Rights and the Common Good: The Communitarian Perspective

Amitai Etzioni, Author Wadsworth Publishing Company $57.95 (293p) ISBN 978-0-312-08968-9
Neither an overview nor a history of the growing communitarian movement, this collection focuses, as sociologist (and movement leader) Etzioni states, on two core issues: the balance between rights and responsibilities, and the roles of institutions that foster moral values. The 30 previously published essays by academics and journalists engage a range of controversial topics. Noting that libertarians romanticize First Amendment history, Mary Ellen Gale argues that discriminatory verbal harassment should be seen as violating the equality guarantees of the Constitution. Also intriguing are Robert Godin's defense of government paternalism--his example posits more limits on tobacco promotion and availability--and William Galston's defense of the two-parent family, proposing ``braking'' mechanisms to slow divorce proceedings. More theoretically, Robert Dahl suggests several innovations (citizens assemblies and the like) to bring politics closer to people. Unfortunately, several articles--on topics like community policing or HIV notification--are either too dry or too short. And a thoughtful essay by Christopher Lasch reminds us that communitarianism still doesn't offer much guidance on issues like affirmative action or abortion. (Sept.)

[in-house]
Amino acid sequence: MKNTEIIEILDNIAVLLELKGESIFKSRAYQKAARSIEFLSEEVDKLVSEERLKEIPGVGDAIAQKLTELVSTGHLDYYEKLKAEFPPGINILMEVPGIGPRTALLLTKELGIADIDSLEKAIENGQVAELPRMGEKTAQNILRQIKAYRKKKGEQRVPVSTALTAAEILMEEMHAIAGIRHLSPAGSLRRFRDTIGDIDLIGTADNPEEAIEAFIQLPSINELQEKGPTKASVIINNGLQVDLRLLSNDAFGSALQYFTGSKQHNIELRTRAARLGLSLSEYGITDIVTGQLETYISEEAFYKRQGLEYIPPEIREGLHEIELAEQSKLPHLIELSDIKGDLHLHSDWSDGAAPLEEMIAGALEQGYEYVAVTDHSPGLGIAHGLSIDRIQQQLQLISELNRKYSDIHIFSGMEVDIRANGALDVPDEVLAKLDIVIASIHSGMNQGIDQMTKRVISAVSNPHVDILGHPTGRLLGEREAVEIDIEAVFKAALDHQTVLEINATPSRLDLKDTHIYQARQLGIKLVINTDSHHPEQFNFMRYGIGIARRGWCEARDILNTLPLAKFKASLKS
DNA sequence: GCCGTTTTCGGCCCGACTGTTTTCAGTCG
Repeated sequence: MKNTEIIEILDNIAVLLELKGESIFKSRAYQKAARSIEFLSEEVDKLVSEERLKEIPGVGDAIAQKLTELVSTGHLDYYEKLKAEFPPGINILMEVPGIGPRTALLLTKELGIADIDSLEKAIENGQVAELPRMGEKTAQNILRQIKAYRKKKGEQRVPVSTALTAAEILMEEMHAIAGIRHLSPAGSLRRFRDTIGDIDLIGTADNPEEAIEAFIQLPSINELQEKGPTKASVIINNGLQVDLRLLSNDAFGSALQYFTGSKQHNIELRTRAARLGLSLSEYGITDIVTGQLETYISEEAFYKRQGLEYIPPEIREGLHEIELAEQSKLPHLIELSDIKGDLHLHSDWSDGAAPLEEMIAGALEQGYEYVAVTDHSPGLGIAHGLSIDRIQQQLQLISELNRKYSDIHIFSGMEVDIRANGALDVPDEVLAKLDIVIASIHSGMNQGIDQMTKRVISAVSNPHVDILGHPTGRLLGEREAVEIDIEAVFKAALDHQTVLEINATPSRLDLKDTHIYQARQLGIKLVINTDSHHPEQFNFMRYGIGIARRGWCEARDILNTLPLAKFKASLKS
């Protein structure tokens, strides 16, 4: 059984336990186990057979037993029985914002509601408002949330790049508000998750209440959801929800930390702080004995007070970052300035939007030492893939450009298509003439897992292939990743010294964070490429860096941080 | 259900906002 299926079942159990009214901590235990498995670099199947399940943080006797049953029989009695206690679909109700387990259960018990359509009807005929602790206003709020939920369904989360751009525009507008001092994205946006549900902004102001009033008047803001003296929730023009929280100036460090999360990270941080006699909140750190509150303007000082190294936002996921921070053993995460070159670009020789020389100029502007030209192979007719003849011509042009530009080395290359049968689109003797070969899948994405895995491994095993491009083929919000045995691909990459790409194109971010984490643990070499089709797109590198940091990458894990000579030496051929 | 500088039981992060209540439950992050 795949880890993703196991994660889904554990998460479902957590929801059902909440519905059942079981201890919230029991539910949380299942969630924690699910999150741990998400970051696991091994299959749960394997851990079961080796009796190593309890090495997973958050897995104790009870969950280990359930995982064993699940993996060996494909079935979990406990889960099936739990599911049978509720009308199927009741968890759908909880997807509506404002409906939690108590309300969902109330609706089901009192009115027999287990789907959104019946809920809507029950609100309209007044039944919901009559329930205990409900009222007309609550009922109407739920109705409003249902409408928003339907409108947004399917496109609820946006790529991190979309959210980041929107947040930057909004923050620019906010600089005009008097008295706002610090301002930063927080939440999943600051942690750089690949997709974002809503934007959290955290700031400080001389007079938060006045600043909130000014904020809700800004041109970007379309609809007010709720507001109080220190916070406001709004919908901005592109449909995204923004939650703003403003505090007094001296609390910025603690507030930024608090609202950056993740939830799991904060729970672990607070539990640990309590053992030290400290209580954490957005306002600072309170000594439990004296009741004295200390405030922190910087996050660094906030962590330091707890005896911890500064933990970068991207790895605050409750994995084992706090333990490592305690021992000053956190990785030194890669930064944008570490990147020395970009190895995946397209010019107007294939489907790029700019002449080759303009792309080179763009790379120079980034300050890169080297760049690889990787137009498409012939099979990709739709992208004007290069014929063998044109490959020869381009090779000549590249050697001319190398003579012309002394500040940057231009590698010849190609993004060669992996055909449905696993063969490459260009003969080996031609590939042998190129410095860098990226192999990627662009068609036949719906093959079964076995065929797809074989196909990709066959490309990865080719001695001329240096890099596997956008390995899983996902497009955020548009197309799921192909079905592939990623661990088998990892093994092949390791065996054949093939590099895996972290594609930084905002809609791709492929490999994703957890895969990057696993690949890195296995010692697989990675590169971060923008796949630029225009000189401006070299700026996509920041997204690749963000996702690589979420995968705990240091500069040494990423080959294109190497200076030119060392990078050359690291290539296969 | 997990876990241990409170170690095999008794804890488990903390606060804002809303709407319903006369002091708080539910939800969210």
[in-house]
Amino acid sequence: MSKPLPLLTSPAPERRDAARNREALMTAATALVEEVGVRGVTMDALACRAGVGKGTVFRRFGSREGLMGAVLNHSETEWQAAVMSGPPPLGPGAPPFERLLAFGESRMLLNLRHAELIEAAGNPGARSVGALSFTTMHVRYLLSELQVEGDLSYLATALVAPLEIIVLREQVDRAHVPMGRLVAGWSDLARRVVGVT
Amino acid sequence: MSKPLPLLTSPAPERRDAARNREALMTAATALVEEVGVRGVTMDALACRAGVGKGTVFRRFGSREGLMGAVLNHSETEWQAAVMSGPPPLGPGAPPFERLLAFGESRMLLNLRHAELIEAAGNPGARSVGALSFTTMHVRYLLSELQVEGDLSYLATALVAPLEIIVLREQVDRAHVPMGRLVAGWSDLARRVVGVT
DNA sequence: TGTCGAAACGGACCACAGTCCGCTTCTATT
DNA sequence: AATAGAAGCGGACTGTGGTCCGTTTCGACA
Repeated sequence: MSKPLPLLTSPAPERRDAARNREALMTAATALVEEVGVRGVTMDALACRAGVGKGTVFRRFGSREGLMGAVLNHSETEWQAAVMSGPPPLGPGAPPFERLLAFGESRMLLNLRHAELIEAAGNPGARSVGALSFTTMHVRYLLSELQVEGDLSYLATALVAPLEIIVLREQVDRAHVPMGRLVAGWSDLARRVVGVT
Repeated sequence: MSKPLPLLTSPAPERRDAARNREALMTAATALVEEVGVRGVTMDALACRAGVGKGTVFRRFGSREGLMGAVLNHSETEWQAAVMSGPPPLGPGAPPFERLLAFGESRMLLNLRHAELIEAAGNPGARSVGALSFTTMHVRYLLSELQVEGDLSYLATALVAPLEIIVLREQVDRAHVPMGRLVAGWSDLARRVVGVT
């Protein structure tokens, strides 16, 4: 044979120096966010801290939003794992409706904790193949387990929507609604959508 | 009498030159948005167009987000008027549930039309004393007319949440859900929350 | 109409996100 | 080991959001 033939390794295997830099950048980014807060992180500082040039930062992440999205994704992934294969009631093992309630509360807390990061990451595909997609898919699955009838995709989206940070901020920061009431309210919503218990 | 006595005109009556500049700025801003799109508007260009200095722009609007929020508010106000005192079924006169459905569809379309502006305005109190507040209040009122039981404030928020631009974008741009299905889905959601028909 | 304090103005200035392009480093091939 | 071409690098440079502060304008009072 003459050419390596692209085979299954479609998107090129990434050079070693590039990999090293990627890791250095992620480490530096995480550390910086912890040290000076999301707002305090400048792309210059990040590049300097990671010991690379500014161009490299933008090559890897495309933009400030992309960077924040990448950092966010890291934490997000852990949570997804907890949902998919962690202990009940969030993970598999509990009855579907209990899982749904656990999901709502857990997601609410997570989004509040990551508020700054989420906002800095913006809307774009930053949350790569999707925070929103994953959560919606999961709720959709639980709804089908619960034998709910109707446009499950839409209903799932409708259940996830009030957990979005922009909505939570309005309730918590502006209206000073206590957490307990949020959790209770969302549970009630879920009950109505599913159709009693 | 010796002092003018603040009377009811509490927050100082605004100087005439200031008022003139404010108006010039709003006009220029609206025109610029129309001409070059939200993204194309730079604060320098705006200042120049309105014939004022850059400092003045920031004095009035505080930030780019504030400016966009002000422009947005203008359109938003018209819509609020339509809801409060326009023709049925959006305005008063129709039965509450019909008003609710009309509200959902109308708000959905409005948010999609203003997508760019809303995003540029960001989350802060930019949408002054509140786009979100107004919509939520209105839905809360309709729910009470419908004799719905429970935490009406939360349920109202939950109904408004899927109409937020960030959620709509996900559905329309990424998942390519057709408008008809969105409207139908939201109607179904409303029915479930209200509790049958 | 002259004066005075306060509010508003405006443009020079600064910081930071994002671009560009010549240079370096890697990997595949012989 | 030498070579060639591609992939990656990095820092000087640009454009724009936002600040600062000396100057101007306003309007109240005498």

Reviewed on: 11/14/1994
Release date: 11/01/1994
Genre: Nonfiction
Hardcover - 293 pages - 978-0-312-10272-2
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